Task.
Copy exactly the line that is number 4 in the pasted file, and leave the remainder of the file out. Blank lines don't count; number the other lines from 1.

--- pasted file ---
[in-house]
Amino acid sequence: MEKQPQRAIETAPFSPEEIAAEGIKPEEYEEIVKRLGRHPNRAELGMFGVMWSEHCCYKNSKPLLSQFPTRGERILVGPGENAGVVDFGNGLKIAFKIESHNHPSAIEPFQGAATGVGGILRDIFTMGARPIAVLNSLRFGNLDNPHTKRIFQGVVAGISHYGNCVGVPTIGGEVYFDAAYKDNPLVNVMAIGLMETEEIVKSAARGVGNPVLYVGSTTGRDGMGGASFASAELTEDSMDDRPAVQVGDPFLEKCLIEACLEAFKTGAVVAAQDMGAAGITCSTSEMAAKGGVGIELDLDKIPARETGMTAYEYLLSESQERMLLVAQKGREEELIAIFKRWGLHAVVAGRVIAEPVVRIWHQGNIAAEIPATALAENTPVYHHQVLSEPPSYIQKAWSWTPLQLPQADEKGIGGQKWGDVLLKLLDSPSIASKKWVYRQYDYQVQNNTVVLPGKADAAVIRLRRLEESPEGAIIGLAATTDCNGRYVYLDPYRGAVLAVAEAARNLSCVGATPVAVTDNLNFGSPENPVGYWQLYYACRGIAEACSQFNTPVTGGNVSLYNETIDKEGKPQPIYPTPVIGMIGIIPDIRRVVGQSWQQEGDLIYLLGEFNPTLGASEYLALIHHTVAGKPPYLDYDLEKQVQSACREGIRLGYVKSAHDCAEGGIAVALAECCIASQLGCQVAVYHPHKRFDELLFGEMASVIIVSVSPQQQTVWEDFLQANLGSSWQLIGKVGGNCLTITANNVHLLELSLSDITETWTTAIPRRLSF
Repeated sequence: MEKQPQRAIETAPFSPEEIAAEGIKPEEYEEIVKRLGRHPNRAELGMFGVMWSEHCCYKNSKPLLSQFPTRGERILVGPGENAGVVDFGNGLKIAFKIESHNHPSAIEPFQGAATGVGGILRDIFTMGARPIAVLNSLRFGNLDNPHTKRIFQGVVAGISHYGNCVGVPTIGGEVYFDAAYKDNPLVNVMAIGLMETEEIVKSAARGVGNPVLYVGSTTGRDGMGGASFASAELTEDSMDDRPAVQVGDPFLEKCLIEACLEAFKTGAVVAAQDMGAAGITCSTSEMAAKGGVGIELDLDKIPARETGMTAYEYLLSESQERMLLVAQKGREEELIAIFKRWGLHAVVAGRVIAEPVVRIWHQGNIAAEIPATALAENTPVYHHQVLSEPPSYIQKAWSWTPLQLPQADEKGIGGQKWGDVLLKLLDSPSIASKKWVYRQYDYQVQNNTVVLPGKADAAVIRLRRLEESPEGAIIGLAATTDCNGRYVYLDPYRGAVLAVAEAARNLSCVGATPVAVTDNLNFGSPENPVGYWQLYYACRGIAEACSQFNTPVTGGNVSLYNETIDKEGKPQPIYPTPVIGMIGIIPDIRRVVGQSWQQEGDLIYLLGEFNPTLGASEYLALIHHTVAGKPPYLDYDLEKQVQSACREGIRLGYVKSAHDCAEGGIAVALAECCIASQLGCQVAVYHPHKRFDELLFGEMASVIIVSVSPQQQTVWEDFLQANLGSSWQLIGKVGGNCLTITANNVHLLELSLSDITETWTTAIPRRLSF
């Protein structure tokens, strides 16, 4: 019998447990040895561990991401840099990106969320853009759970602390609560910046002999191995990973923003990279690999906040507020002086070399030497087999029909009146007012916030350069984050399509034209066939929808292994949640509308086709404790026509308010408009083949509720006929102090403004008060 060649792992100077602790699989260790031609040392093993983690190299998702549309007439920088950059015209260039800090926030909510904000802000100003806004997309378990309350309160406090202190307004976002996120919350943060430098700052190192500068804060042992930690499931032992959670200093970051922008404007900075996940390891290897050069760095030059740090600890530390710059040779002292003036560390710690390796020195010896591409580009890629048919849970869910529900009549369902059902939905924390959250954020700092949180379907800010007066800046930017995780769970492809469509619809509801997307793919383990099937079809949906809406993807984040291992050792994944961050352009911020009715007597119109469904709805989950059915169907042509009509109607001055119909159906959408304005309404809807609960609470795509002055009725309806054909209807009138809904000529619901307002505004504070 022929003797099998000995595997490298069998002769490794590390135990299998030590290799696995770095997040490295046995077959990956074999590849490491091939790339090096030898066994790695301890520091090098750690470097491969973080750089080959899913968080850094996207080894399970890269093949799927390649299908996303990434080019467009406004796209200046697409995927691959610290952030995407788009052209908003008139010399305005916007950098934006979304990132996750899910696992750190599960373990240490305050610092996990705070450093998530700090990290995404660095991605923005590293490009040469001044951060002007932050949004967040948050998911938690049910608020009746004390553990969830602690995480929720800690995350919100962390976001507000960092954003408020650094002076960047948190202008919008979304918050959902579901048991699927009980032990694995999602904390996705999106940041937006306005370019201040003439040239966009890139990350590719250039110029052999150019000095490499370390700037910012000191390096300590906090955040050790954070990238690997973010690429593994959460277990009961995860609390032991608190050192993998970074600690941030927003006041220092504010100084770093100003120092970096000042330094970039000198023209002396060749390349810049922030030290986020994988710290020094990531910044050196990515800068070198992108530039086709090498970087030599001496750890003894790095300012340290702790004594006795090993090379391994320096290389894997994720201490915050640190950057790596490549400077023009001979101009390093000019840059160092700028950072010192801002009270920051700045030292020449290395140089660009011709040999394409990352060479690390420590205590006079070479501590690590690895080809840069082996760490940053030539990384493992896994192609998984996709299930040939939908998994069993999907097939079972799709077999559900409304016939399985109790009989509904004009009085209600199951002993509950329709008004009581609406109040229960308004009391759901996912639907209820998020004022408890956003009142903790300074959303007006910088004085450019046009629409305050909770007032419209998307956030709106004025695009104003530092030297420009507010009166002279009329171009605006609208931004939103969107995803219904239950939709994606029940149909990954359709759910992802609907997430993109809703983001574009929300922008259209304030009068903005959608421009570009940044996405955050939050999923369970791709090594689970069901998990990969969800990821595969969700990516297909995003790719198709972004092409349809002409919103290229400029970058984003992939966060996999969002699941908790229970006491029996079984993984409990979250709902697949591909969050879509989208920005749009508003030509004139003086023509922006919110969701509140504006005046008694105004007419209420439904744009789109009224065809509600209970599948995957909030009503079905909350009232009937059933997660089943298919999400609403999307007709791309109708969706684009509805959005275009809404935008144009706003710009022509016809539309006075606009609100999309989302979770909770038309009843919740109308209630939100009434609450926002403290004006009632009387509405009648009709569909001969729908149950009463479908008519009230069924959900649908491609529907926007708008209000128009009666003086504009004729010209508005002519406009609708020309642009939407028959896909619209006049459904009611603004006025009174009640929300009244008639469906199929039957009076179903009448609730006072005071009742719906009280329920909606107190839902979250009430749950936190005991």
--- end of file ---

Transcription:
């Protein structure tokens, strides 16, 4: 019998447990040895561990991401840099990106969320853009759970602390609560910046002999191995990973923003990279690999906040507020002086070399030497087999029909009146007012916030350069984050399509034209066939929808292994949640509308086709404790026509308010408009083949509720006929102090403004008060 060649792992100077602790699989260790031609040392093993983690190299998702549309007439920088950059015209260039800090926030909510904000802000100003806004997309378990309350309160406090202190307004976002996120919350943060430098700052190192500068804060042992930690499931032992959670200093970051922008404007900075996940390891290897050069760095030059740090600890530390710059040779002292003036560390710690390796020195010896591409580009890629048919849970869910529900009549369902059902939905924390959250954020700092949180379907800010007066800046930017995780769970492809469509619809509801997307793919383990099937079809949906809406993807984040291992050792994944961050352009911020009715007597119109469904709805989950059915169907042509009509109607001055119909159906959408304005309404809807609960609470795509002055009725309806054909209807009138809904000529619901307002505004504070 022929003797099998000995595997490298069998002769490794590390135990299998030590290799696995770095997040490295046995077959990956074999590849490491091939790339090096030898066994790695301890520091090098750690470097491969973080750089080959899913968080850094996207080894399970890269093949799927390649299908996303990434080019467009406004796209200046697409995927691959610290952030995407788009052209908003008139010399305005916007950098934006979304990132996750899910696992750190599960373990240490305050610092996990705070450093998530700090990290995404660095991605923005590293490009040469001044951060002007932050949004967040948050998911938690049910608020009746004390553990969830602690995480929720800690995350919100962390976001507000960092954003408020650094002076960047948190202008919008979304918050959902579901048991699927009980032990694995999602904390996705999106940041937006306005370019201040003439040239966009890139990350590719250039110029052999150019000095490499370390700037910012000191390096300590906090955040050790954070990238690997973010690429593994959460277990009961995860609390032991608190050192993998970074600690941030927003006041220092504010100084770093100003120092970096000042330094970039000198023209002396060749390349810049922030030290986020994988710290020094990531910044050196990515800068070198992108530039086709090498970087030599001496750890003894790095300012340290702790004594006795090993090379391994320096290389894997994720201490915050640190950057790596490549400077023009001979101009390093000019840059160092700028950072010192801002009270920051700045030292020449290395140089660009011709040999394409990352060479690390420590205590006079070479501590690590690895080809840069082996760490940053030539990384493992896994192609998984996709299930040939939908998994069993999907097939079972799709077999559900409304016939399985109790009989509904004009009085209600199951002993509950329709008004009581609406109040229960308004009391759901996912639907209820998020004022408890956003009142903790300074959303007006910088004085450019046009629409305050909770007032419209998307956030709106004025695009104003530092030297420009507010009166002279009329171009605006609208931004939103969107995803219904239950939709994606029940149909990954359709759910992802609907997430993109809703983001574009929300922008259209304030009068903005959608421009570009940044996405955050939050999923369970791709090594689970069901998990990969969800990821595969969700990516297909995003790719198709972004092409349809002409919103290229400029970058984003992939966060996999969002699941908790229970006491029996079984993984409990979250709902697949591909969050879509989208920005749009508003030509004139003086023509922006919110969701509140504006005046008694105004007419209420439904744009789109009224065809509600209970599948995957909030009503079905909350009232009937059933997660089943298919999400609403999307007709791309109708969706684009509805959005275009809404935008144009706003710009022509016809539309006075606009609100999309989302979770909770038309009843919740109308209630939100009434609450926002403290004006009632009387509405009648009709569909001969729908149950009463479908008519009230069924959900649908491609529907926007708008209000128009009666003086504009004729010209508005002519406009609708020309642009939407028959896909619209006049459904009611603004006025009174009640929300009244008639469906199929039957009076179903009448609730006072005071009742719906009280329920909606107190839902979250009430749950936190005991």